How far is it safe to go when it comes to replacement speakers? I’ve heard of people using 15-watt Celestion Blues successfully in 18-watt amps but is this safe?
– Robbie, Solihull
Hi Robbie, that’s a great question that I get asked many, many times. Time to put the Blues to bed, or not.
The old-school rule of thumb is that the speaker (or speakers) should be rated for twice the stated output of the amplifier. So a 50-watt amplifier should have a 100-watt load, and so on. This is because manufacturers don’t state the maximum output of the amplifier – fully cranked – but the maximum clean power, the point after which it starts to overdrive. The maximum output that an amplifier produces, also referred to as peak power, can be up to 90 per cent higher than the clean power, so having a load rated for twice that gives the player enough breathing space and you won’t risk damaging either the amplifier or the speaker itself.
However, not all amplifiers are created equal and owing to many different factors such as output stage design, EQ, valve type, and basic circuit topology, some amplifiers won’t generate anywhere near the peak power that others can. For example, our own model, the Rift Plexi 18 is a cathode-biased EL84 amplifier that, as the name suggests, is rated for 18 watts of clean power. So, does this amplifier need a 36-watt speaker? Measuring the output on the test bench reveals that, while it can achieve 18-watts of clean power relatively easily, the peak power that it produces when driven to its absolute maximum is just 23-watts, an increase of 27 per cent. I would, therefore, be able to use a 25-watt speaker safely, and that’s what we do.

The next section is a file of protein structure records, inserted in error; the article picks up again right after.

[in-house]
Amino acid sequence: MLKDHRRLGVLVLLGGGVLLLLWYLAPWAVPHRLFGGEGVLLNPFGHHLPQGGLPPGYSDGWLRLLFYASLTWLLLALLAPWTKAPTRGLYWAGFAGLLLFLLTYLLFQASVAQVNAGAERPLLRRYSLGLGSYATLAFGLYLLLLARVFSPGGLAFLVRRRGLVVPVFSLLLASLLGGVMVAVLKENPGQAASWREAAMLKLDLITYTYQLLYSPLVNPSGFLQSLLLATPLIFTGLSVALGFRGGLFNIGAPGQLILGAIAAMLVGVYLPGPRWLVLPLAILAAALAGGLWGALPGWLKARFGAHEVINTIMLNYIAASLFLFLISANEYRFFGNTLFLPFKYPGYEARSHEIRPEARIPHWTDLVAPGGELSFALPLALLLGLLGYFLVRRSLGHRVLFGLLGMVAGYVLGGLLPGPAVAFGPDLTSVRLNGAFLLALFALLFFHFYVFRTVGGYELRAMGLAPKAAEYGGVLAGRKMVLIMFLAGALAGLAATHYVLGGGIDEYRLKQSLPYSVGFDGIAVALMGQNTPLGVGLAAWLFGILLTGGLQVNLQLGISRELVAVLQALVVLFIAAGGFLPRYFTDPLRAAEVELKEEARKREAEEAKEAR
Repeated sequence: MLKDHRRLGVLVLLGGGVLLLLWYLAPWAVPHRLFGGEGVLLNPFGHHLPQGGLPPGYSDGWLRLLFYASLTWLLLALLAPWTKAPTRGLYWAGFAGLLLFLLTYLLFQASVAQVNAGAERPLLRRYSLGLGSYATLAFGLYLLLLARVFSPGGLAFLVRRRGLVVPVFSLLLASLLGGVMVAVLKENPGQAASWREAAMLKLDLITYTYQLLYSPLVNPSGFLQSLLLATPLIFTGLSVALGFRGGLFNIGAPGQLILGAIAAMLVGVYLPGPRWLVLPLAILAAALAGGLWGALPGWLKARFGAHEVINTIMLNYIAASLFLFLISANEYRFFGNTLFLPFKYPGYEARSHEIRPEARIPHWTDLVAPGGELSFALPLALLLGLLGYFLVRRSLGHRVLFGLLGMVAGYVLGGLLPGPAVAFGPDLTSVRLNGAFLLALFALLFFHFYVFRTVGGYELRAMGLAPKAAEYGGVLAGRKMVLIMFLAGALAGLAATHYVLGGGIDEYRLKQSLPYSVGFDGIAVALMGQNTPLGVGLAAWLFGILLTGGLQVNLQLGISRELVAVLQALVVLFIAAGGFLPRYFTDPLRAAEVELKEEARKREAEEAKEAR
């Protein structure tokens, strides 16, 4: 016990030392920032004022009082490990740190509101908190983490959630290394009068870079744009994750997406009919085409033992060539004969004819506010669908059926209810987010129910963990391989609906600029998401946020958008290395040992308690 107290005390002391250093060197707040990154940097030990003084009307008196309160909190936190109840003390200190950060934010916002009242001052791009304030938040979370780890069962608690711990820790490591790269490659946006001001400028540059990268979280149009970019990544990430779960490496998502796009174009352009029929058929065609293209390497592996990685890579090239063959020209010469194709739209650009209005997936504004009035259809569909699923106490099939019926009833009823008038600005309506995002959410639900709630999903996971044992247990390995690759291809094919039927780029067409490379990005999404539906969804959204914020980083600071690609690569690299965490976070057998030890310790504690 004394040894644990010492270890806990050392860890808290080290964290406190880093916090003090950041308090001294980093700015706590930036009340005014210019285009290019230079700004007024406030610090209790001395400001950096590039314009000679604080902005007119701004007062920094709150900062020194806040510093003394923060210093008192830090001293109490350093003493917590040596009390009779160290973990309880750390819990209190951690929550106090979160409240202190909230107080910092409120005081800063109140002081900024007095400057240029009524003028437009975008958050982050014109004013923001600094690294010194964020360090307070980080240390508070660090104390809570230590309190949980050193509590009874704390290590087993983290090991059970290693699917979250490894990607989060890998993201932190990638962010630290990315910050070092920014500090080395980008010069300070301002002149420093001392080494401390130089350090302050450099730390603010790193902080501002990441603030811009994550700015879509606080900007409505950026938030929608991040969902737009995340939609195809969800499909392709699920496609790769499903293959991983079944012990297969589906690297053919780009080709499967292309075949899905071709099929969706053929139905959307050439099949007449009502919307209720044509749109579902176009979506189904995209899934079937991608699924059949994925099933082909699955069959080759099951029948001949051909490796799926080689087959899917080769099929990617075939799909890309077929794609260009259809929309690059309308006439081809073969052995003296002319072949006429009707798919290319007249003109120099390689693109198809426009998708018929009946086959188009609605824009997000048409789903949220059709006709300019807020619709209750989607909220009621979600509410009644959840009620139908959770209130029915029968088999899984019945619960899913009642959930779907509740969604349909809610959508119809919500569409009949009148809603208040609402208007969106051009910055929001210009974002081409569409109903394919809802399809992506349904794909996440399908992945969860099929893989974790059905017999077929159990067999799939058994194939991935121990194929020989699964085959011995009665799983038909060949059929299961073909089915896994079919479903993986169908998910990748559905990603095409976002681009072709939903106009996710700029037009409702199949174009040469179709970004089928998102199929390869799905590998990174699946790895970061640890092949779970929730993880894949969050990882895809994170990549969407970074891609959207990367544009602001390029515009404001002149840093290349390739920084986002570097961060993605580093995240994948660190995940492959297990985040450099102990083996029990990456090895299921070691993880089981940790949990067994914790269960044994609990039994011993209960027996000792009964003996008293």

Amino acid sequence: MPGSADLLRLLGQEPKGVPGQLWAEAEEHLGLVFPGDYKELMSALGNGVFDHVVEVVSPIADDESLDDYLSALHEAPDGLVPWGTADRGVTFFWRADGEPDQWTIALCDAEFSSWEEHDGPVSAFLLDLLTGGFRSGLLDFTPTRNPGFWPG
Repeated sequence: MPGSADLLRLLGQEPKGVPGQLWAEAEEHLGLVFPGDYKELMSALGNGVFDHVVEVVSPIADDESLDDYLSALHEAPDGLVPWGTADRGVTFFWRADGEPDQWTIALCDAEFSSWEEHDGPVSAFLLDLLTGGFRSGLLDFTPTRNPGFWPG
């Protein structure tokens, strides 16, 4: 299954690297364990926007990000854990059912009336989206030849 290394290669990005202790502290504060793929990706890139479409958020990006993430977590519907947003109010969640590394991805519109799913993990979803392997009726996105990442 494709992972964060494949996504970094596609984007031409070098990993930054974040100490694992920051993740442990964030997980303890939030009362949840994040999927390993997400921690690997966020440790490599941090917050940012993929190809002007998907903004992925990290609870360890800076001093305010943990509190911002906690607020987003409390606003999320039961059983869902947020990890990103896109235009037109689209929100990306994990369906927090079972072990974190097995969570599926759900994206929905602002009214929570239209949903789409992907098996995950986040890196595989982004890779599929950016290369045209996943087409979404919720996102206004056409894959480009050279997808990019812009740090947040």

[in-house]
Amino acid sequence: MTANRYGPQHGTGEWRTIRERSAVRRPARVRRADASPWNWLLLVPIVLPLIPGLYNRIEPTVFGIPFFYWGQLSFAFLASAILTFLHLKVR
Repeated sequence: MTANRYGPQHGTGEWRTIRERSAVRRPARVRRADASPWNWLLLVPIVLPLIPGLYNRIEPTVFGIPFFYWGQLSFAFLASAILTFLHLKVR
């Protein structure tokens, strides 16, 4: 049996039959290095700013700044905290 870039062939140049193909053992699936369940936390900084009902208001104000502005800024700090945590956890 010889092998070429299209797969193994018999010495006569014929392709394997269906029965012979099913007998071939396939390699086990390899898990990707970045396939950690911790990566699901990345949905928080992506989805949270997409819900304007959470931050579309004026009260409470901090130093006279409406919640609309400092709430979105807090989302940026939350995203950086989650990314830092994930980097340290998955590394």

Now, onto the curious case of the Celestion Blue. When it first appeared around January 1960 (model T530) in the Vox AC30, it was rated at just 15w “peak power”, so two were used in the AC30’s 2×12 configuration. I don’t know how many original Blues survived the abuse that a cranked AC30 gave them but, by 1964, the speaker was superseded by the newer Silver version, model T1088, and by late 1967 Celestion had upgraded the voice coils to 20 watts. Make of that what you will.
In 1994, Celestion reissued the Blue and has been producing them ever since. The reissue is once again rated at 15 watts but interestingly, Celestion state that as its nominal power rating, with no reference to its peak.
There is a long-held suspicion amongst repair techs and builders that all modern Celestions are conservatively rated and many have driven them far past those stated ratings without any issues whatsoever. A quick comparison of a modern Blue to a modern Greenback reveals a very similar 1.75-inch voice coil and suspension setup, pointing towards an actual handling power of over 25 watts, although I doubt that’ll ever be confirmed by the manufacturer. I’m happy to be corrected, of course.
In the meantime, if you were planning to install a Blue into your amplifier, your local tech will be able to accurately measure the output of your amplifier and confirm exactly what minimum wattage you need and if a Blue – vintage or reissue – will work safely. This will cost far less than a replacement Blue will, so it’s definitely worth the peace of mind.
If you can’t get to a tech, the manufacturer of your amplifier would have already chosen an appropriate wattage speaker for your amplifier, so if in doubt simply match that rating with a replacement or go one step higher.
Visit riftamps.com to find out more.